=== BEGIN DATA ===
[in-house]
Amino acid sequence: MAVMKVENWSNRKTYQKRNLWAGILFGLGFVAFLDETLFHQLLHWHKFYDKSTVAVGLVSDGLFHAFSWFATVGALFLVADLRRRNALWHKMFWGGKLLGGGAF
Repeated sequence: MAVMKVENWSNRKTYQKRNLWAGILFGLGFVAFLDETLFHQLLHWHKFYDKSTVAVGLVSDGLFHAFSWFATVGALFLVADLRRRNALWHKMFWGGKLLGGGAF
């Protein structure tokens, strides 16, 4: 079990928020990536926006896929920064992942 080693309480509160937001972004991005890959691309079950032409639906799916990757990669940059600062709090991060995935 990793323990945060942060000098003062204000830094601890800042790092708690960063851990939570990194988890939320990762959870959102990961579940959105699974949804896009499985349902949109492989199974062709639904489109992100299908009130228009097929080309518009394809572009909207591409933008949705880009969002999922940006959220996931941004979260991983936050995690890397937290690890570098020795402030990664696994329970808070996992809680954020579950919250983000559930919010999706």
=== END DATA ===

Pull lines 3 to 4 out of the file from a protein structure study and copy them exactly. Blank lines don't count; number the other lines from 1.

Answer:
Repeated sequence: MAVMKVENWSNRKTYQKRNLWAGILFGLGFVAFLDETLFHQLLHWHKFYDKSTVAVGLVSDGLFHAFSWFATVGALFLVADLRRRNALWHKMFWGGKLLGGGAF
């Protein structure tokens, strides 16, 4: 079990928020990536926006896929920064992942 080693309480509160937001972004991005890959691309079950032409639906799916990757990669940059600062709090991060995935 990793323990945060942060000098003062204000830094601890800042790092708690960063851990939570990194988890939320990762959870959102990961579940959105699974949804896009499985349902949109492989199974062709639904489109992100299908009130228009097929080309518009394809572009909207591409933008949705880009969002999922940006959220996931941004979260991983936050995690890397937290690890570098020795402030990664696994329970808070996992809680954020579950919250983000559930919010999706």